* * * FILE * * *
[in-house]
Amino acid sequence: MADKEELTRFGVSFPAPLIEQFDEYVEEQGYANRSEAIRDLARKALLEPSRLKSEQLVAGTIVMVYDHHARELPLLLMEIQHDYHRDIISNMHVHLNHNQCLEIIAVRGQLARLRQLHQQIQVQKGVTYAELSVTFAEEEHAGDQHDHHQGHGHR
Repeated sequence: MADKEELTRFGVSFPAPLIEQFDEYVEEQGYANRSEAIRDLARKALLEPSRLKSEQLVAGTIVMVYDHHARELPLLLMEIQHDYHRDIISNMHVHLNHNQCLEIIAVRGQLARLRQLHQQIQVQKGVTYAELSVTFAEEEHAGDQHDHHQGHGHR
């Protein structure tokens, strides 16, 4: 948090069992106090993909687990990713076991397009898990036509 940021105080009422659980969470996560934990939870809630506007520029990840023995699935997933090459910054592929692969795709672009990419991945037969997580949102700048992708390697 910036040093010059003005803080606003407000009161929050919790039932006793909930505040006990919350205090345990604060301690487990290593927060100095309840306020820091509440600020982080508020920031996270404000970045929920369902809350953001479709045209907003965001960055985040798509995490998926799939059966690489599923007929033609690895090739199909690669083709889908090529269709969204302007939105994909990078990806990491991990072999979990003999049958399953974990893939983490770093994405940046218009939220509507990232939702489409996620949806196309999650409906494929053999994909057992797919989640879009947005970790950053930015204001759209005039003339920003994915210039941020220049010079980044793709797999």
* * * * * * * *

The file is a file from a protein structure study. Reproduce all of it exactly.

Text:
[in-house]
Amino acid sequence: MADKEELTRFGVSFPAPLIEQFDEYVEEQGYANRSEAIRDLARKALLEPSRLKSEQLVAGTIVMVYDHHARELPLLLMEIQHDYHRDIISNMHVHLNHNQCLEIIAVRGQLARLRQLHQQIQVQKGVTYAELSVTFAEEEHAGDQHDHHQGHGHR
Repeated sequence: MADKEELTRFGVSFPAPLIEQFDEYVEEQGYANRSEAIRDLARKALLEPSRLKSEQLVAGTIVMVYDHHARELPLLLMEIQHDYHRDIISNMHVHLNHNQCLEIIAVRGQLARLRQLHQQIQVQKGVTYAELSVTFAEEEHAGDQHDHHQGHGHR
């Protein structure tokens, strides 16, 4: 948090069992106090993909687990990713076991397009898990036509 940021105080009422659980969470996560934990939870809630506007520029990840023995699935997933090459910054592929692969795709672009990419991945037969997580949102700048992708390697 910036040093010059003005803080606003407000009161929050919790039932006793909930505040006990919350205090345990604060301690487990290593927060100095309840306020820091509440600020982080508020920031996270404000970045929920369902809350953001479709045209907003965001960055985040798509995490998926799939059966690489599923007929033609690895090739199909690669083709889908090529269709969204302007939105994909990078990806990491991990072999979990003999049958399953974990893939983490770093994405940046218009939220509507990232939702489409996620949806196309999650409906494929053999994909057992797919989640879009947005970790950053930015204001759209005039003339920003994915210039941020220049010079980044793709797999």